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I am studying B2 grammar. In the book I am using (I don't know if I should name the actual book here) there is a bullet-point which reads "Nachdem immer mit Plusquamperfect". Then there are some execises, one of the exercises gives the answer as:

Sie können den Akku ins Akkufach legen, nachdem Sie die Rückseite geöffnet haben

People I've asked tell me the answer is correct so, as the answer is in the Perfekt, it would seem that Nachdem is not always Plusquampertfekt. Is this a mistake in the book or am I not understanding correctly.

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Nachdem simply sets an order of events.

Wir redeten weiter, nachdem wir gegessen hatten.

Wir redeten nach dem Essen weiter.

This is narration. The main tense is Präteritum, and events before the main line of the story are put in Plusquamperfekt.

Wir reden weiter, nachdem wir gegessen haben.

Wir reden nach dem Essen weiter.

Here, we are at the present, and reden weiter is something happening in the future, while gegessen haben is something happening now or in the future, but before reden weiter. You cannot use Plusquamperfekt here.

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In most course books for German (esp. DaF) is written that you have to use a perfect tense form a step back from what follows, e.g.

Wir reden weiter, nachdem wir gegessen haben. (Präsens - Präsens Perfekt resp.)

or, as both events in the sequence usually tend to have occured in the past,

Wir redeten weiter, nachdem wir gegessen hatten. (Präteritum - Plusquamperfekt resp., the classical example from the course book)

depending on the temporary position of the main clause (here: wir reden weiter/wir redeten weiter), the first corresponding Present Continous in English grammar and referring either to present or future situation

However, modern German goes somewhat beyond and combinations of Present Perfekt and Präteritum are typical for a sequence of events in the past, as one tends not to use Past Perfect (Plusquamperfect) in der Umgangssprache at all:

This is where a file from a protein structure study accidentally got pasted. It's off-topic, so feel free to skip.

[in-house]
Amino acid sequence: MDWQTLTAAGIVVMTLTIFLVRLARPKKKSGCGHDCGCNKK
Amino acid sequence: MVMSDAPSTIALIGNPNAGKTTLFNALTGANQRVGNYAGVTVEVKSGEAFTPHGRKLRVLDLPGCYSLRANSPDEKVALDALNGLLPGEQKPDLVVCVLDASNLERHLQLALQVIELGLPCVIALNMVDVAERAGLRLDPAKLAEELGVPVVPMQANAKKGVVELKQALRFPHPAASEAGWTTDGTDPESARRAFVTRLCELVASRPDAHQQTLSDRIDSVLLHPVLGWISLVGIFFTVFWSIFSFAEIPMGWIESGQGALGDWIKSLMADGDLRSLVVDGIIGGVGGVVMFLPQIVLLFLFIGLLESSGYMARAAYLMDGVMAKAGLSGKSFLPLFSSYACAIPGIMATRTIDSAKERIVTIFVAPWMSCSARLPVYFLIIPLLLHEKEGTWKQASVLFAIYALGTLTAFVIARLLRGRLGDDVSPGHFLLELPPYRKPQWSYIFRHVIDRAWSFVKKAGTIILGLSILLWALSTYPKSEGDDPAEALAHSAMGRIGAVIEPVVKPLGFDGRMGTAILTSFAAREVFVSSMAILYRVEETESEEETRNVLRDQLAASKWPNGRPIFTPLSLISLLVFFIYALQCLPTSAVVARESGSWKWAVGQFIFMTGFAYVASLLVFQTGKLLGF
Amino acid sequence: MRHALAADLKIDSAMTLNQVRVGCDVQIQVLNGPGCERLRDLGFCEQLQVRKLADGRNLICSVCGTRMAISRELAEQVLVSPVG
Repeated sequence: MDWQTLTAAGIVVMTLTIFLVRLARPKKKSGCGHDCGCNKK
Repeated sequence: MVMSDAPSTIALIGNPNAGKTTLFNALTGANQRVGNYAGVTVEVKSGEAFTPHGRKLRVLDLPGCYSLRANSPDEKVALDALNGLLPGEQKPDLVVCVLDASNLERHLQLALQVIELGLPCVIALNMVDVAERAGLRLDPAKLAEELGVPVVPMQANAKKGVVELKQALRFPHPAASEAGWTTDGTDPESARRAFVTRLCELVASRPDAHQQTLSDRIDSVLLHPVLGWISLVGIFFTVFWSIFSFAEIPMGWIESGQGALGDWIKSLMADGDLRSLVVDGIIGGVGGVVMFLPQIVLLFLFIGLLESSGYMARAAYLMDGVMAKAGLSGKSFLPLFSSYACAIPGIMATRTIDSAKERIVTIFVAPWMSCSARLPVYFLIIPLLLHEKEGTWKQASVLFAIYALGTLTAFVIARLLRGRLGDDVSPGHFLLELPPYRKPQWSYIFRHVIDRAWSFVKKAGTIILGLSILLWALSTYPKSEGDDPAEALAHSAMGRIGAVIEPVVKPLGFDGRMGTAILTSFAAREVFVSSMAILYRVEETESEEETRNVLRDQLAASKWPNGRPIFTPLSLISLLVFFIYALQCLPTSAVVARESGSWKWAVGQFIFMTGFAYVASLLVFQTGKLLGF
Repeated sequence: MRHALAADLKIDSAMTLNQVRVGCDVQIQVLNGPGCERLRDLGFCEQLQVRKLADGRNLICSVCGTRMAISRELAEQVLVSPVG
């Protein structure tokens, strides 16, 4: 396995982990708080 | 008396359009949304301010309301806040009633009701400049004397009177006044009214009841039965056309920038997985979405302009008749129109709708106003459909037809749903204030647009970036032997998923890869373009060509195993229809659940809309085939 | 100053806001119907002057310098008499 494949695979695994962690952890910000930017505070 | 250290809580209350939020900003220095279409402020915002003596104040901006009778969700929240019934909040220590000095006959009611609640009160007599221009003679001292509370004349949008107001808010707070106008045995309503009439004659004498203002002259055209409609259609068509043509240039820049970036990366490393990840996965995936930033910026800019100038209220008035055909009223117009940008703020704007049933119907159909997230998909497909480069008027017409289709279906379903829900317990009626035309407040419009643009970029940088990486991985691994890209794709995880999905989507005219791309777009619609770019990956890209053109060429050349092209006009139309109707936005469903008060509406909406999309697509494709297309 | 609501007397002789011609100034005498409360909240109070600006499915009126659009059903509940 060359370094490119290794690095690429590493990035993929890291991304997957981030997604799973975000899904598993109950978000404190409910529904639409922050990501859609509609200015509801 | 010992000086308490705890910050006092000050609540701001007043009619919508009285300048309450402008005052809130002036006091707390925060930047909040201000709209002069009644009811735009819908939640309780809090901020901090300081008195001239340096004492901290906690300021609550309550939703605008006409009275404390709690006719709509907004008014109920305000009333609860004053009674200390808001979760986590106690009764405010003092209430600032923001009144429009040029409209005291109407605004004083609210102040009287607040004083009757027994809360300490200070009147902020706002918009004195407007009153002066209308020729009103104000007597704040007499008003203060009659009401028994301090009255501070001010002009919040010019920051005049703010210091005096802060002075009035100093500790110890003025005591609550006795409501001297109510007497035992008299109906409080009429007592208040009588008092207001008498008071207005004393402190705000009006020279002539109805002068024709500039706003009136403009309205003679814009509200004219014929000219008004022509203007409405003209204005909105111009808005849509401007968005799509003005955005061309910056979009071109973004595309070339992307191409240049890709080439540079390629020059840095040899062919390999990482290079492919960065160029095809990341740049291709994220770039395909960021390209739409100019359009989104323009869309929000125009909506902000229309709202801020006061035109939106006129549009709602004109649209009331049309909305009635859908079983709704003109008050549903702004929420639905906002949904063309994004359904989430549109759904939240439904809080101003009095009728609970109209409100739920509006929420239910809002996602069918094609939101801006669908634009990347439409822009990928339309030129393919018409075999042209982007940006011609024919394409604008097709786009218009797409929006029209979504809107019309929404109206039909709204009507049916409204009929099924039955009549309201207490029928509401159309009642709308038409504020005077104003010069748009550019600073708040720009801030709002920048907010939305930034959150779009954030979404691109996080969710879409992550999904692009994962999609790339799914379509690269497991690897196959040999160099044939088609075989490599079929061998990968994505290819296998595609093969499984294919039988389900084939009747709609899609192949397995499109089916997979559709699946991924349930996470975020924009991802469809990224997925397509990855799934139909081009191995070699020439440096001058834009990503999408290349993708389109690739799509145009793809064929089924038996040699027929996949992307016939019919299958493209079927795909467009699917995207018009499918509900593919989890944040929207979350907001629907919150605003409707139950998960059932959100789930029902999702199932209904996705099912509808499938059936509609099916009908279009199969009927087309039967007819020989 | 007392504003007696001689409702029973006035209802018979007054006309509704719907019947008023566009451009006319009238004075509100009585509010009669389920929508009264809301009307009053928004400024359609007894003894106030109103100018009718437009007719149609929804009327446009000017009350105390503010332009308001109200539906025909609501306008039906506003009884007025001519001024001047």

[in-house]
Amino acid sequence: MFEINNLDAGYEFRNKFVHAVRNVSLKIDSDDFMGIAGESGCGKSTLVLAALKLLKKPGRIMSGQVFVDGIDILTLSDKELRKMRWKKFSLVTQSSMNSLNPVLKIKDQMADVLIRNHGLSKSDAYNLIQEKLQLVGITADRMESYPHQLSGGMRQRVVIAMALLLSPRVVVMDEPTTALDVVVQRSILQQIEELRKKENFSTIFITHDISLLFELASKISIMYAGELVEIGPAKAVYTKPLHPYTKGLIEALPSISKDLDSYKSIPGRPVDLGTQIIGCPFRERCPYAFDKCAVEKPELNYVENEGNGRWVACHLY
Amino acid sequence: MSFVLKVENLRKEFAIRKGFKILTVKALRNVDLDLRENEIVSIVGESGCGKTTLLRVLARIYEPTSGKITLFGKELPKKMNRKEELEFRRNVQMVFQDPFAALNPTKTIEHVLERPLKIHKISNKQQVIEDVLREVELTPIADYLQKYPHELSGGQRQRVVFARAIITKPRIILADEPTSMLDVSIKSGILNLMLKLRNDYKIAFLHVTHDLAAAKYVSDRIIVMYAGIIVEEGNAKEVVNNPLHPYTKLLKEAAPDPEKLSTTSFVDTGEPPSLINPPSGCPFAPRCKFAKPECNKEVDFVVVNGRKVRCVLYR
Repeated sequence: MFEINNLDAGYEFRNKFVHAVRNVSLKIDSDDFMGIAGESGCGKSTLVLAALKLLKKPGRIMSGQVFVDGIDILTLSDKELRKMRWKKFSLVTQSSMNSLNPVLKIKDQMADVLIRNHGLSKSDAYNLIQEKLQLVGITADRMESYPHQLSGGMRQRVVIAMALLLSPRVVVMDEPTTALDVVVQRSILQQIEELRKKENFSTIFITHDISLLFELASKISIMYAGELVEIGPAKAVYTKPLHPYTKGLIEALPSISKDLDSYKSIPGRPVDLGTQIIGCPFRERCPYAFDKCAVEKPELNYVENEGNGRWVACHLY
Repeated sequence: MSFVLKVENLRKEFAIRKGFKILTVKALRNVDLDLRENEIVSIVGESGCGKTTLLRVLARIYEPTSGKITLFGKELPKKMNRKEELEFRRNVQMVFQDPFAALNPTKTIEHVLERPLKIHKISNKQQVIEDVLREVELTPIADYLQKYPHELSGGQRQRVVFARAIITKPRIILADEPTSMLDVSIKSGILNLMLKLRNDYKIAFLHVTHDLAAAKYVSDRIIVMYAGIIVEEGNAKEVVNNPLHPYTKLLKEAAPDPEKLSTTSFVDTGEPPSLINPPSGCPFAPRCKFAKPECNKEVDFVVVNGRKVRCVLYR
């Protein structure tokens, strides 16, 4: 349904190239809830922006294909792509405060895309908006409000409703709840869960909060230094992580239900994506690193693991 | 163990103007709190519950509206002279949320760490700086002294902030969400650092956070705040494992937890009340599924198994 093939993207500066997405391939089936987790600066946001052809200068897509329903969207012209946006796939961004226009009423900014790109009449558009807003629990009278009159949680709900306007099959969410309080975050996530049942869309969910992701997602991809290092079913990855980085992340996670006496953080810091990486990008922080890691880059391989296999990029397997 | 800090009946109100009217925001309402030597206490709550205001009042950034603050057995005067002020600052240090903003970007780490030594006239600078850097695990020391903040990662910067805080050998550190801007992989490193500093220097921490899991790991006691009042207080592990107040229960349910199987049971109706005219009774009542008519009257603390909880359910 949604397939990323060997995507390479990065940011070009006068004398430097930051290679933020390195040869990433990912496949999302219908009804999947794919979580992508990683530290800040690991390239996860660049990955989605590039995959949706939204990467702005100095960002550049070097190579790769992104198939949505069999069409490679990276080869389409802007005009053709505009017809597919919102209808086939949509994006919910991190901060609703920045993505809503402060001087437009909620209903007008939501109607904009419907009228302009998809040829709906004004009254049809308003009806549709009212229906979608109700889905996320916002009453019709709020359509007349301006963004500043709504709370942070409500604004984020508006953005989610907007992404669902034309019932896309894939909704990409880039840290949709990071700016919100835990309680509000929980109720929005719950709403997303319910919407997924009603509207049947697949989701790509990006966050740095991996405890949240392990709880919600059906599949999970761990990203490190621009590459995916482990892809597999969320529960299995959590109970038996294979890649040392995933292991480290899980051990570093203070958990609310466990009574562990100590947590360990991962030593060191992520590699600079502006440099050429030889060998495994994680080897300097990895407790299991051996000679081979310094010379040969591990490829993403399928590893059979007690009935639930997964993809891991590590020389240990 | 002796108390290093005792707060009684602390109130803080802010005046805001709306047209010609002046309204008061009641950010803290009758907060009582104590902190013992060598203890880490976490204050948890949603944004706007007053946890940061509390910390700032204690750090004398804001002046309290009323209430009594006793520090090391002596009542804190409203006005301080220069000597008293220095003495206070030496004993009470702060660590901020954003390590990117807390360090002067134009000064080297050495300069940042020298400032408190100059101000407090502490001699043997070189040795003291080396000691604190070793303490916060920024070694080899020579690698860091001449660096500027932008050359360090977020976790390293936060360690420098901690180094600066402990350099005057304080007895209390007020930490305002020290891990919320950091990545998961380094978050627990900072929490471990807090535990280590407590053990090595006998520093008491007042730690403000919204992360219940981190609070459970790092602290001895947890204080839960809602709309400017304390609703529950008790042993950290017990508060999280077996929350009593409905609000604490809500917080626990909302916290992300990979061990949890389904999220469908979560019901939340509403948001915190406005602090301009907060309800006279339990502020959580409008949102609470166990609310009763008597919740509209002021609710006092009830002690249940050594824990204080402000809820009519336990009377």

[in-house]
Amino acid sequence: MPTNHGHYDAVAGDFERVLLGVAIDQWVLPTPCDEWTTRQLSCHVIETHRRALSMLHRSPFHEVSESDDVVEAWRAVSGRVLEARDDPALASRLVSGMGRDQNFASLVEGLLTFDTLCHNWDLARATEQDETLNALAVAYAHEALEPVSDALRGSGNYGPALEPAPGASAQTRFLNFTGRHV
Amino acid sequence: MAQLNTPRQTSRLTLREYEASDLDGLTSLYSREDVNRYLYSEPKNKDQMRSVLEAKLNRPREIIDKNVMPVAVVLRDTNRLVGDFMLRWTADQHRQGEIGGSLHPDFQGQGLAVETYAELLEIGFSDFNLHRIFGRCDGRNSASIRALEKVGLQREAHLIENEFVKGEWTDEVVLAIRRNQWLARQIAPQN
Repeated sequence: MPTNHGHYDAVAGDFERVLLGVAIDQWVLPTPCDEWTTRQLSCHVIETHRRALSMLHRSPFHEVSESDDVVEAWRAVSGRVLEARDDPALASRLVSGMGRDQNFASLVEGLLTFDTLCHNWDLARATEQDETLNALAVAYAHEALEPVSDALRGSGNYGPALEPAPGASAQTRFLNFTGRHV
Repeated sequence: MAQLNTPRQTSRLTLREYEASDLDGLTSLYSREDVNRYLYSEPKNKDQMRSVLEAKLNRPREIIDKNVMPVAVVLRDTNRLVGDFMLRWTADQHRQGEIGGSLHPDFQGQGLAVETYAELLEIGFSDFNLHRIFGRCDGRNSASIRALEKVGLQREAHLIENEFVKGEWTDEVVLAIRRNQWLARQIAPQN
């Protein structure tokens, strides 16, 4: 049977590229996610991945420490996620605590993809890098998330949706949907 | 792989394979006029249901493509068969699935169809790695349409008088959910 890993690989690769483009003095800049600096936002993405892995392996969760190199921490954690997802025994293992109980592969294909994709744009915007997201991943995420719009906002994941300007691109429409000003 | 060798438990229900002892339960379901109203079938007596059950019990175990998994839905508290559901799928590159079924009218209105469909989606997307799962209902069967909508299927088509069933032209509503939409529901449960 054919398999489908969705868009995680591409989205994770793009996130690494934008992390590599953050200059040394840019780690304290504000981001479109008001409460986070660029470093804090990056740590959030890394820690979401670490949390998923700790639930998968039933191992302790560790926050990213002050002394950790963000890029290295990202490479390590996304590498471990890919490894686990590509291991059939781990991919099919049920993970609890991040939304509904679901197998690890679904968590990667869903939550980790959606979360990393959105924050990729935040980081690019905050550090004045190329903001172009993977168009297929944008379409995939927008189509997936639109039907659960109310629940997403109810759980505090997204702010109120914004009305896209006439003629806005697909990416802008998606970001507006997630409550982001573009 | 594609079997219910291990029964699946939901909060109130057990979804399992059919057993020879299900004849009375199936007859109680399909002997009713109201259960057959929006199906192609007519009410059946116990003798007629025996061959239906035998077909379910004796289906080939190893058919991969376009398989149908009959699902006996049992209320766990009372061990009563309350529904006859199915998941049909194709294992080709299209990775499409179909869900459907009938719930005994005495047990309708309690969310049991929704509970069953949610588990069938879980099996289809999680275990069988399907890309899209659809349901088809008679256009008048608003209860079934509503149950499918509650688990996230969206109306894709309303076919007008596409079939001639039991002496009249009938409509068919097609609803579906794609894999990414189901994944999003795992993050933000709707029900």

Nachdem wir unsere Zimmer bezogen haben, machten wir uns auf den Weg, um einen Strandspaziergang zu machen.

Colloquial German often simply ignores the prespription of the course books to use different tenses for a sequence of events with nachdem and uses perfect for both, e.g.

Nachdem wir uns beschwert haben , haben sie wenigstens gestaubsaugt

It is also possible to put both in Präteritum, it would sound somewhat South German or seem to be an attempt at literary writing, e.g. an essay "how I spent my summer".

Nachdem wir aufwachten, machten wir uns an die köstliche Morgenmahlzeit


As for the book having a mistake or not, it all comes down to the purpose of the book and the limitations of its size/its target audience. If this is a book preparing your for a language test at your school somewhere abroad, or probably even some international language test, this is not a mistake but trying to teach you pass the exam using "correct" "book" German. If this was an elaborate 2000 paged grammar of contemporary German, I would find this to be a mistake.

Cheers.

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